Drug abuse a true threat to young adult lives

Allie Garza

Imagine the local news headlines read: “another teen dead from overdose on drugs.” Heroin. Cocaine. Prescription drugs. The specifics don’t matter; another teen is dead. We’ve all seen this headline too many times, to the point where it doesn’t faze us. But this time it hits close to home because it’s someone you knew — the kid you went to high school with.

You thought you would never hear about him again. He graduated and went to college, and he never crossed your mind until you saw his picture on the news. You knew him, not well, but you remember him being funny, compassionate and always putting a smile on someone’s face.

You never knew his full story; you didn’t really know him at all. Why does it sting when you realize he is gone?

It’s not that you lost someone near and dear to your heart. It’s the realization that someone your age got themselves into a fatal situation — that it could have been you, had you chosen a different path.

Stop imagining. This is reality.

It is no secret that drugs are a huge problem on college campuses, ranging from marijuana, to cocaine, to prescription drugs like Adderall. All of these drugs can become highly addictive, which can lead to drug dependence where an individual has developed a physical and/or emotional need for a specific drug.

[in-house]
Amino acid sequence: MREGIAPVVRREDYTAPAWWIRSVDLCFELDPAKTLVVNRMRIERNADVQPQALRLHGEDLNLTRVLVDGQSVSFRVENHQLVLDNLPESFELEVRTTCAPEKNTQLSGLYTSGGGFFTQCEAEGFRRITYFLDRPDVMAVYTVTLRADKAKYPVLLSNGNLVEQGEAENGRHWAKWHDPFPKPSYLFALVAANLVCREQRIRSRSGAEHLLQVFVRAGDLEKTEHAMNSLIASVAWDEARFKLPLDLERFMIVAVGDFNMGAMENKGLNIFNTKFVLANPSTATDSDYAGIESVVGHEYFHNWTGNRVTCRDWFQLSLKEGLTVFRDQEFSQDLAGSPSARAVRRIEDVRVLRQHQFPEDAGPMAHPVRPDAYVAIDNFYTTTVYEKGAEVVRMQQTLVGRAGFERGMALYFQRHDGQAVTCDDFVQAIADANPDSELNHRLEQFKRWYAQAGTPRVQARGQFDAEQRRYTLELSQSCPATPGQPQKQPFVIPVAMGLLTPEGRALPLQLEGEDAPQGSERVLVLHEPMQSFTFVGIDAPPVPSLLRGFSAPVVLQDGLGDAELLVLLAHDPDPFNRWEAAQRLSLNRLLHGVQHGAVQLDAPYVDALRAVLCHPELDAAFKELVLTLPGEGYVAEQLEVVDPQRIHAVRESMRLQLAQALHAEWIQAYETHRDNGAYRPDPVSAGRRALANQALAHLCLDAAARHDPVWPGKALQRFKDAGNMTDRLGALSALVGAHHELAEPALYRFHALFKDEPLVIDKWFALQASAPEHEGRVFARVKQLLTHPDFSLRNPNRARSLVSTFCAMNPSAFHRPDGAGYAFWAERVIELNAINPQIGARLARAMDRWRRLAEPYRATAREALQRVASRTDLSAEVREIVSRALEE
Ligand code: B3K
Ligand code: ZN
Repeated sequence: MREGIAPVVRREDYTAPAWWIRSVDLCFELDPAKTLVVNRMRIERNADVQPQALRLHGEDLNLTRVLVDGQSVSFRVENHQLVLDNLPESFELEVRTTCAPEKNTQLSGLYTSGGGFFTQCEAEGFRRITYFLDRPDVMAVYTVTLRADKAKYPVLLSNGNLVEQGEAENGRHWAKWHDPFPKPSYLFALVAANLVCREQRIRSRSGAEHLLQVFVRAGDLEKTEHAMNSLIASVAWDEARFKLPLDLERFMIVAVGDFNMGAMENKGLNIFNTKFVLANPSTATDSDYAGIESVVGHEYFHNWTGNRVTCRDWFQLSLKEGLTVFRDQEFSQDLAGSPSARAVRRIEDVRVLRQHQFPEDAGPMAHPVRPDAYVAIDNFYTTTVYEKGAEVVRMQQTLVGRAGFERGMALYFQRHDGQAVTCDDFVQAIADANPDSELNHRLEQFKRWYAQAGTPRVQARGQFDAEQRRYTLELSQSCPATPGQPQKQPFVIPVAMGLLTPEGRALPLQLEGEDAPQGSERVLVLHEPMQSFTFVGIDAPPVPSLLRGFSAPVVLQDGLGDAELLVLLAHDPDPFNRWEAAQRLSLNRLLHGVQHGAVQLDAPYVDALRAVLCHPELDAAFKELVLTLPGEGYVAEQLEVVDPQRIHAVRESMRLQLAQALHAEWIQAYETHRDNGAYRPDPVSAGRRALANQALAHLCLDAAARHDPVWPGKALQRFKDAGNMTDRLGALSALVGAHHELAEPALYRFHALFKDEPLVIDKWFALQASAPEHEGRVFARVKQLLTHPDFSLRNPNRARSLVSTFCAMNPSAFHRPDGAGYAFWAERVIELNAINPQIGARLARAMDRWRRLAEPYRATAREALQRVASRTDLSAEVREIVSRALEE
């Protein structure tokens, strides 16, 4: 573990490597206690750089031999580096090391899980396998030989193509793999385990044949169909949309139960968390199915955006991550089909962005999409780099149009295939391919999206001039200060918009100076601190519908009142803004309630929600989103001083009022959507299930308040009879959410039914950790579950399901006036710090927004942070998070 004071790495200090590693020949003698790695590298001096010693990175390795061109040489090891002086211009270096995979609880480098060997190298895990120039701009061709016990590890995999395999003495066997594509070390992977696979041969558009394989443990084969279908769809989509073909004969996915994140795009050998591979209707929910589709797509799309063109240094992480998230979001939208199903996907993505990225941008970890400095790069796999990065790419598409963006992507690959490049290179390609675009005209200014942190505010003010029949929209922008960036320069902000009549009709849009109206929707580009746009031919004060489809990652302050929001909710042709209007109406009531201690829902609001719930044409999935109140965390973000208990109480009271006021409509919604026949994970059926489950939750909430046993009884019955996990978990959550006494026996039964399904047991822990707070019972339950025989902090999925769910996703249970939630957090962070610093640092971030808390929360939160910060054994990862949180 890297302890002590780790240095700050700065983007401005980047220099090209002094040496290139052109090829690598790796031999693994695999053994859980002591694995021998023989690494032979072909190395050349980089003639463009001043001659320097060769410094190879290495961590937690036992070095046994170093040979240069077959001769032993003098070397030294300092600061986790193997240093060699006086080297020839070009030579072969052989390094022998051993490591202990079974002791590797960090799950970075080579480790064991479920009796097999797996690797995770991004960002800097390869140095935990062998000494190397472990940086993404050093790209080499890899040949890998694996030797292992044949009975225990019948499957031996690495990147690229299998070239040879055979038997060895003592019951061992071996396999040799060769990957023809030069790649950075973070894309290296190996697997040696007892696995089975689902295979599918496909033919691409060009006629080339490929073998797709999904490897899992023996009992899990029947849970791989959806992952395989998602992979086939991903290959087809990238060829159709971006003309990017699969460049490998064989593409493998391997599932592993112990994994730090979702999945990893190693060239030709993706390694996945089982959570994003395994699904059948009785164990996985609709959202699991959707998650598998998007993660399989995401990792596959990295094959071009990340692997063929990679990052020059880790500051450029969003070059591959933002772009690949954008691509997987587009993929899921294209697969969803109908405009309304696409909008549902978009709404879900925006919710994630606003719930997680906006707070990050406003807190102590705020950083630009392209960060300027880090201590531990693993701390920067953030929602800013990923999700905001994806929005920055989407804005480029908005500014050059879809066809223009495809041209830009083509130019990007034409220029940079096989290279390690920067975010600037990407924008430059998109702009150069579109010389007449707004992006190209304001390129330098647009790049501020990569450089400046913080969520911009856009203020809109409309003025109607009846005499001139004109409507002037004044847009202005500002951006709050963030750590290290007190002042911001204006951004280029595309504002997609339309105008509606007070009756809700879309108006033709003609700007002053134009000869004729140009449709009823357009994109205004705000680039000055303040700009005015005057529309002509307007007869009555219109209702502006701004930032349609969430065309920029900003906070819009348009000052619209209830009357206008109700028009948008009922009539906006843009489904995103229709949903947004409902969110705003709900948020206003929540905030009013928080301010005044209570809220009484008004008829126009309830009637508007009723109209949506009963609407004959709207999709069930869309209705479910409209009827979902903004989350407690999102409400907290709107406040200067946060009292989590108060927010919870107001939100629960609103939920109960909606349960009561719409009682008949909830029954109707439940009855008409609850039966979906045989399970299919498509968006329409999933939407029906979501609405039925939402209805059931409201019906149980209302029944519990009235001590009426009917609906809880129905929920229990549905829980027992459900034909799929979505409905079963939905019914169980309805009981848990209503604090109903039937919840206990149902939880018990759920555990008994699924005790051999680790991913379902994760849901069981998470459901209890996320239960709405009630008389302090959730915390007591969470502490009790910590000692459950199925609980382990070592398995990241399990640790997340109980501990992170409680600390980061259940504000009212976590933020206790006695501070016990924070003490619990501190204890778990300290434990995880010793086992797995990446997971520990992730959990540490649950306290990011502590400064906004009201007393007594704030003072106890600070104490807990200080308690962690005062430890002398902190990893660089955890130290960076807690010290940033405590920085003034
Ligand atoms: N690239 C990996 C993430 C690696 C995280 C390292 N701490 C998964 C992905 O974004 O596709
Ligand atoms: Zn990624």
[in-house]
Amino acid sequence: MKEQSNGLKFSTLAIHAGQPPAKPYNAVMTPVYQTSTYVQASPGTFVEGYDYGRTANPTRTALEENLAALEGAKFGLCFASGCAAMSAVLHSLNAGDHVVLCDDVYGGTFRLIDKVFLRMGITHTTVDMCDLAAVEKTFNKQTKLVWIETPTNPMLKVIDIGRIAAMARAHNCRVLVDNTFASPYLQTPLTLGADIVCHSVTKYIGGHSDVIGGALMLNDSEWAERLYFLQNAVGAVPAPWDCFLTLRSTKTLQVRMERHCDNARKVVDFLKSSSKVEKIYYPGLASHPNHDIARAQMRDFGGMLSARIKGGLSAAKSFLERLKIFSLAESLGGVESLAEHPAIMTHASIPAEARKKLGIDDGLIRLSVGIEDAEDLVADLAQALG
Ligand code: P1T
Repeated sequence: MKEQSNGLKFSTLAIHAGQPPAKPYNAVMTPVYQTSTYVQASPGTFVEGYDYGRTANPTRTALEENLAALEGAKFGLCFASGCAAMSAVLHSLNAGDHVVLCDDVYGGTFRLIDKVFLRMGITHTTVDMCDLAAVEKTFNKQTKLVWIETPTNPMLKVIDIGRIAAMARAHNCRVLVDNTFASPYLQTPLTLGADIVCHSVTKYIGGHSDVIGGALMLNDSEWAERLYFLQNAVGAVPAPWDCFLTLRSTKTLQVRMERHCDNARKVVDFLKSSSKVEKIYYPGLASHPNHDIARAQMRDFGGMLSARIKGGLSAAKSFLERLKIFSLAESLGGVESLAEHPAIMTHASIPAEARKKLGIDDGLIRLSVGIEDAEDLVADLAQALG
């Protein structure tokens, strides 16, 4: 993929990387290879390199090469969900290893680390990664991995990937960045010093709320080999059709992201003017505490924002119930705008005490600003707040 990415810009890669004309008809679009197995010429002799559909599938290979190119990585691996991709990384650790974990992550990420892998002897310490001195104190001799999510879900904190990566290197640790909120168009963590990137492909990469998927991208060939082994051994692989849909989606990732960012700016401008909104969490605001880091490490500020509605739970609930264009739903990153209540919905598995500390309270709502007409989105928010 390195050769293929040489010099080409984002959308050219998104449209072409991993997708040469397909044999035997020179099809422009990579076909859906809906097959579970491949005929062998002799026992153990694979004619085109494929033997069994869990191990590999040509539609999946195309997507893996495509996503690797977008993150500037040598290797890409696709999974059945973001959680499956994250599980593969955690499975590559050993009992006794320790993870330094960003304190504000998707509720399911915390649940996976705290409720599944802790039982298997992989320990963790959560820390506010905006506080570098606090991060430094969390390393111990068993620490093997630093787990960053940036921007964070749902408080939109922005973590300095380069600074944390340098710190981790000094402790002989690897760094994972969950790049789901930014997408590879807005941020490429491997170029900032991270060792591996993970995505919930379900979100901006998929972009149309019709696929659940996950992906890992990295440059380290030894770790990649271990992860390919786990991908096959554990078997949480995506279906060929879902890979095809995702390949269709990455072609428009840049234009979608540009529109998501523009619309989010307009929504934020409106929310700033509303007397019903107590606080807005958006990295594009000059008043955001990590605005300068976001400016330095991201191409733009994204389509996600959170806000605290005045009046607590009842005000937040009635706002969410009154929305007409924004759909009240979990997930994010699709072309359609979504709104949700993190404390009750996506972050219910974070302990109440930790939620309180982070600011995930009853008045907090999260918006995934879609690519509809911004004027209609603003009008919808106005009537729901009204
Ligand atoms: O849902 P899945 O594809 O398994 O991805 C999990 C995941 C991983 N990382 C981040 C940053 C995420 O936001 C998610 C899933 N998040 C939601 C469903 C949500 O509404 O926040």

Addiction is difficult to overcome, and in extreme situations can become fatal. The Washington Post lays out the harsh truth that “overdosing is now the leading cause of accidental death in the U.S., accounting for more deaths than traffic fatalities or gun homicides and suicides.” Washington Post also notes that a shocking 100 Americans die everyday due to drug overdose.

According to the Foundation for a Drug-Free World, prescription drugs such as depressants, opioids and antidepressants have lead to 45% of overdose deaths in the U.S., and street drugs such as cocaine, heroin, methamphetamine and amphetamines come close with 39% of overdose deaths.

UK did not make it a requirement for all new students to participate in the AlcoholEDU interactive course without reason. This course was meant to inform students of the reality of what alcohol and drugs can really do to damage a person, and how each student should be aware of and responsible for their own actions.

Many students walk around campus talking about how AlcoholEDU was a waste of their time and how they would never abuse alcohol or drugs. Yet, these are sometimes some of the same people found passed out at parties, whose friends had to take them to the hospital because of their poor decisions.

UK wants students to think twice before they make a decision that could impact the rest of their lives, and students should take this issue more seriously. You might think that you will never go as far as to overdose on drugs, but the kid from your high school didn’t plan on it either.

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